15th of January 2019
Dear Clients and Friends,
Former heavyweight boxing champion Mike Tyson famously said, “Everybody has a plan until they get punched in the mouth.” In the fourth quarter, equities stunned investors with the S&P 500, Russell 2000, and NASDAQ indices falling 13.5%, 20.2%, and 17.5% respectively. While we were aware that valuations and investor optimism were high, our plan was to mitigate this risk by concentrating in companies with top notch management teams, strong competitive positions, low debt, and attractive valuations. While this strategy has historically performed exemplary in down markets, this time we took one on the chin. There is a reason one of the most famous investment books is called “The Battle for Investment Survival.” This last quarter was painful. We intend on coming back stronger and are encouraged by the recovery so far this year.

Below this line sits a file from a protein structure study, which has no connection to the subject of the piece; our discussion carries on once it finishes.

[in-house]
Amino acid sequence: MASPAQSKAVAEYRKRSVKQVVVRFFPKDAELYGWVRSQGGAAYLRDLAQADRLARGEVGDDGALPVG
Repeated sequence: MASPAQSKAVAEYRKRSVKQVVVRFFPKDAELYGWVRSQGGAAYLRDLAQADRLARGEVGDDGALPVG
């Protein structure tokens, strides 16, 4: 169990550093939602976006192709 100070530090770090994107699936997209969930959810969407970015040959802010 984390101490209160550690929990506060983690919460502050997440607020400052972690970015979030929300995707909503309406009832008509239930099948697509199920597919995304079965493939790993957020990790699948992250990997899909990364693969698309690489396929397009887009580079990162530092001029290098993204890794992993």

With index funds representing over 50% of the U.S. equity universe, every stock is a constituent in dozens of exchanged traded funds (ETFs). These ETFs swing around with sentiment and macroeconomic factors and the underlying stocks are whipped around by these price indiscriminate funds. The result of this dynamic is that our investments may not be as insulated as they were in the past when broad market downturns led active managers to swoop in and buy companies with depressed valuations. While this new paradigm could persist, and may add more short-term volatility to our portfolios, it provides increased long-term opportunity. We will see more instances of “the baby being thrown out with the bath water” involving investors panic selling their passive funds which dumps all stocks indiscriminately. On the last page, I will outline two new investments that we made which capitalize on such an opportunity.